And Barry no longer has to fake the emotions that Ryan’s death bring out of him. He truly is shaken up, he truly regrets what happened.
That’s how we know this isn’t a show about a hitman.
It’s a show about Barry.
But to get to that point, that almost rewarding moment for the audience when we get to witness Barry’s change in demeanor, he has to go through quite the violent encounter, which provides us with the weekly dose of violence the show promised in its first episode. Barry and Fuches are captured by the Chechens —who aren’t as evil and intimidating as we might’ve thought they were, as they want us to believe— and Fuches is tortured until Barry agrees to accept what he believes will be one last job.
Except we know it’s not.
But don’t tell him yet. He’ll figure it out eventually.
What’s remarkable about the construction of Barry’s character this episode, though, is shown in this very scene. Barry is uncomfortable except in the most extreme of situations. He can’t keep his nerves in line when he’s about to act out a scene, but he can when his life is threatened. And he is so calm and collected it is still frightening to witness. Even while the Chechens torture Fuches, he still doesn’t accept the job. It’s only when Fuches’ life is threatened that he actually agrees.
At the end of it, he isn’t changed by the violence and the trauma it brings along. He’s changed by people.
I JUST WANTED TO WALK YOU TO YOUR DOOR
Here’s another slight change in storytelling that we sort of did not see coming: Barry and Sally’s relationship direction. If the Pilot hinted at Barry’s growing romantic feelings for Sally, this episode seemed to turn us the other way around. Evidently episode two is way too soon to see these characters together —if that’s what the writers are striving for, and we think they are —, but Sally’s open confession about why they shouldn’t sleep together and Barry’s clarifying statement that he wasn’t thinking about that seem to pull us away from that. Except it’s the fake-out most shows resort to.
We’re never going to get together, it’s a terrible idea, the characters affirm.
And then they do.
We’ll undoubtedly have to wait for that to happen, if it ever does. It will be a complicated relationship, and already we as an audience are wondering if it could ever work out between them if —when— Sally finds out the truth. But if this second episode did anything, it was reinforce the importance of Sally in Barry’s life. She is not only his first and only confidant outside of the hitman world, she’s already postulating herself as a solid pillar in Barry’s new life. And the show’s narrative seems to back up this importance, because the very last scene of the episode threatens Sally’s safety from afar.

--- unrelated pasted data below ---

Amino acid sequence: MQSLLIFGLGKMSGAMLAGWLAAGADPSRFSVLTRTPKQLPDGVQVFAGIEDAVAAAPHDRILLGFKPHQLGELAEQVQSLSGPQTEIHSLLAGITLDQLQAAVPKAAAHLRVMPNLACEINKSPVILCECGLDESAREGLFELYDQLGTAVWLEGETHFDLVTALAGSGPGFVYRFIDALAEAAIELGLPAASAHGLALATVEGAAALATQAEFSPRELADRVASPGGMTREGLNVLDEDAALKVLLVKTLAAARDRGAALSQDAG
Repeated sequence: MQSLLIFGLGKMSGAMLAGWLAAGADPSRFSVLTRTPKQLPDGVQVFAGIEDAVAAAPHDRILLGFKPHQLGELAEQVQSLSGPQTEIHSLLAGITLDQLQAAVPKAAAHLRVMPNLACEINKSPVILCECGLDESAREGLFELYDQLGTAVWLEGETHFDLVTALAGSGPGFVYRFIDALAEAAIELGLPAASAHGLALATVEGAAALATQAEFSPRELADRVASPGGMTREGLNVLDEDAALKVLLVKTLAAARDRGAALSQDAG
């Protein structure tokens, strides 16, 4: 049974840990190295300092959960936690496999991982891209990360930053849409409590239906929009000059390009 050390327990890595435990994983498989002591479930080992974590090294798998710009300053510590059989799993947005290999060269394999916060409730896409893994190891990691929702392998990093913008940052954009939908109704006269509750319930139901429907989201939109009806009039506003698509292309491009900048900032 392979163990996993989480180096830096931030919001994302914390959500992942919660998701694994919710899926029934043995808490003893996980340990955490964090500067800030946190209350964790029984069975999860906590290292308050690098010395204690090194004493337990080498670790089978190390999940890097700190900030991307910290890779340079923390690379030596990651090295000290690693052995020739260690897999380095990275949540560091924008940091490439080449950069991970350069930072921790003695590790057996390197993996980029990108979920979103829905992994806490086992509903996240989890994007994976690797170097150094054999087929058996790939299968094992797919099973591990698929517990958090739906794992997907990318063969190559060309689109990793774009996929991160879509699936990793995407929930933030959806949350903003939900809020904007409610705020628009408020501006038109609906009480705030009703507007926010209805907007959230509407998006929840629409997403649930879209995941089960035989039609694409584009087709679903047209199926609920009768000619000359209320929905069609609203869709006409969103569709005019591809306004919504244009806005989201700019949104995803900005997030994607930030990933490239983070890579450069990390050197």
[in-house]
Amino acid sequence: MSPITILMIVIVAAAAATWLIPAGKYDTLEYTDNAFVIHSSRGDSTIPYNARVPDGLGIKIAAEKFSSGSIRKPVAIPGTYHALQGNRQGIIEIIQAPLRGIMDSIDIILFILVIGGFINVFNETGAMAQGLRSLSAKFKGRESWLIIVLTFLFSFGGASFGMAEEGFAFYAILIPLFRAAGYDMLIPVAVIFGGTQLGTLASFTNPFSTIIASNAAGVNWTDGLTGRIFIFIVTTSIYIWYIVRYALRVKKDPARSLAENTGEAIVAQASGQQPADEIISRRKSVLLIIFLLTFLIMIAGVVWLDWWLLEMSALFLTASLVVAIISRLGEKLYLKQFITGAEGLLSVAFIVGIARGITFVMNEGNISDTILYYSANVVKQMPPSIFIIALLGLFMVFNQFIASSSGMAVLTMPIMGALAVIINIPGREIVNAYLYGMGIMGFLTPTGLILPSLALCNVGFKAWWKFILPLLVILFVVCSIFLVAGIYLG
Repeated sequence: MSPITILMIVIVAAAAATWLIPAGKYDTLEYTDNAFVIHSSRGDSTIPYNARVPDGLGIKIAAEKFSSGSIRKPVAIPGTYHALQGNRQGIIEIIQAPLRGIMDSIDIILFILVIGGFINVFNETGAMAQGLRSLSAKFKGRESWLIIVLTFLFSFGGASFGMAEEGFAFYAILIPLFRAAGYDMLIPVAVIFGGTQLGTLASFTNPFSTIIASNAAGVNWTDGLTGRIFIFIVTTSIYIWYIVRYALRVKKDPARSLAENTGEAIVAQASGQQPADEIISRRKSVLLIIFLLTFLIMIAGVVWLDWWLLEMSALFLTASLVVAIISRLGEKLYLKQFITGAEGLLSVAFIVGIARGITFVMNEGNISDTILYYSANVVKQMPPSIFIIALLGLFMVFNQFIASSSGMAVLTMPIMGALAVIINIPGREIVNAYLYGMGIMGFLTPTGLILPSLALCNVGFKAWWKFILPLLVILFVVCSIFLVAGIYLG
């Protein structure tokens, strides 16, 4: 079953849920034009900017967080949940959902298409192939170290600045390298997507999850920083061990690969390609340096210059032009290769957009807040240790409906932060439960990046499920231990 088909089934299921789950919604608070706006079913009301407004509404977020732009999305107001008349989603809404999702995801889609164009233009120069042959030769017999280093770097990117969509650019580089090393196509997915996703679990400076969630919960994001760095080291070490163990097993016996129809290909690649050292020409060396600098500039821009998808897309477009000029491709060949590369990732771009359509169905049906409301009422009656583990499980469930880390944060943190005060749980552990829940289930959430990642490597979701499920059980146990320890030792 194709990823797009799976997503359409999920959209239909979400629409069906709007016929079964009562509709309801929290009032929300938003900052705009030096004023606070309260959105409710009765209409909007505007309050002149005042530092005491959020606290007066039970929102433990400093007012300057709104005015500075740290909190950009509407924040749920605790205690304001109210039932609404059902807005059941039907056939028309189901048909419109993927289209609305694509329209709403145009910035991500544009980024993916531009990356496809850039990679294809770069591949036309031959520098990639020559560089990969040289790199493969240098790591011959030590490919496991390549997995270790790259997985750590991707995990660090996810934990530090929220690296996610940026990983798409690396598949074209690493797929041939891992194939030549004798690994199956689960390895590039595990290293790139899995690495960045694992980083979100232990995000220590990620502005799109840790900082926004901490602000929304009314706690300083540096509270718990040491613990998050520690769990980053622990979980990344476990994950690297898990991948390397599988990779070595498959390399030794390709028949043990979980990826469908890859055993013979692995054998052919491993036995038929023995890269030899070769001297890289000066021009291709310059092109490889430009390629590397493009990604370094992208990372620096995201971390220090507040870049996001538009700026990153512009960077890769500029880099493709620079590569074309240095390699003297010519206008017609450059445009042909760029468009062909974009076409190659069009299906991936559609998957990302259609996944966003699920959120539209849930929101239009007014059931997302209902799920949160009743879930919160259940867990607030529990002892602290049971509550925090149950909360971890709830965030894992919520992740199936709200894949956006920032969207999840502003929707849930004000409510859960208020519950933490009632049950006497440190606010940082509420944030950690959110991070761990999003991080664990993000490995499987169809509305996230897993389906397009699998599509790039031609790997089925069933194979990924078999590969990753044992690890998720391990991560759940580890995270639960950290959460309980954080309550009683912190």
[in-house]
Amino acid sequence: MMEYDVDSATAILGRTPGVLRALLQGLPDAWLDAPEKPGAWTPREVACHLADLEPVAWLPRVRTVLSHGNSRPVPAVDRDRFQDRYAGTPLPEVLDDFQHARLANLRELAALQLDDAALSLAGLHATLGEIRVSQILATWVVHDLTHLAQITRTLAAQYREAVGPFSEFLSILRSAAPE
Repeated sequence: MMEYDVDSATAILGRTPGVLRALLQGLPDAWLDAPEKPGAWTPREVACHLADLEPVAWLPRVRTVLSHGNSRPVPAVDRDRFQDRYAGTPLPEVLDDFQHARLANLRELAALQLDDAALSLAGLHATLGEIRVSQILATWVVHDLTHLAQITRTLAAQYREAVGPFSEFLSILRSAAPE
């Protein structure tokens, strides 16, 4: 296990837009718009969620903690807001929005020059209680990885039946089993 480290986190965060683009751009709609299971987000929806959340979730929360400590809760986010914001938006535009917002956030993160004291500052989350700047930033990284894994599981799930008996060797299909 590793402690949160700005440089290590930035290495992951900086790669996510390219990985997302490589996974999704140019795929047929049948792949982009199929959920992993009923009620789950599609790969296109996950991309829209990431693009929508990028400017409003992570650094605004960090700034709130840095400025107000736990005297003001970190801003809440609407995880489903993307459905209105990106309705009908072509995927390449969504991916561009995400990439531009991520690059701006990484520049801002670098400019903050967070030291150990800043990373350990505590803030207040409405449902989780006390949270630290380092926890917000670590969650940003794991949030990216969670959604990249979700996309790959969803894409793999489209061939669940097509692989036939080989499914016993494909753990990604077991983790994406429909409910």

Other than Sally, however, Henry Winkler’s character still steals most of the scenes he’s in. He’s brilliant in everything, whether it’s the delivery of a line or the facial expression that accompanies it. And that’s a bold statement, given the fact that Bill Hader’s facial expressions themselves are almost the star of the show. They’re essentially the physical representation of the contradictions in Barry’s emotional state: he is incredibly expressive and yet has trouble understanding what these expressions mean. They are both one of the main sources of comedy on the show and the base of the heartbreak inflicting scenes.
THIS ISN’T CHEERS
And sure, I could’ve done without the police-centered scenes about the investigation of Ryan’s death, but understandably it was a necessary part of the show’s continuity and it will undoubtedly be an important part of Barry’s storyline. For all it’s worth, they were funnily unprofessional cops and the scenes didn’t feel too boring. They could’ve been used to show us in this episode if Barry did carry out the job he’d been forced to do, but it was important to keep the tension surrounding that decision going on to episode three.
The comedy was still impeccable and it featured a lot of timing-reliant jokes that softened the darkness of it all and ultimately made the episode funnier. But Henry Winkler’s character is wise in a very meta way. He alerts Barry that his acting class isn’t Cheers while simultaneously letting us — the very dumb audience — know that Barry isn’t Cheers either. This is not a show with happy endings. It’s a funny show that won’t end well.
We know that. We should know that.
But because it’s a show about a man, about what it means to feel, to be human, we want Barry to succeed regardless. We want to see him grow, see him mature into the deeply caring person we already know he is.
We want to root for him.
And we will.
Until the very end.
Barry airs Sundays at 10:30/9:30c on HBO.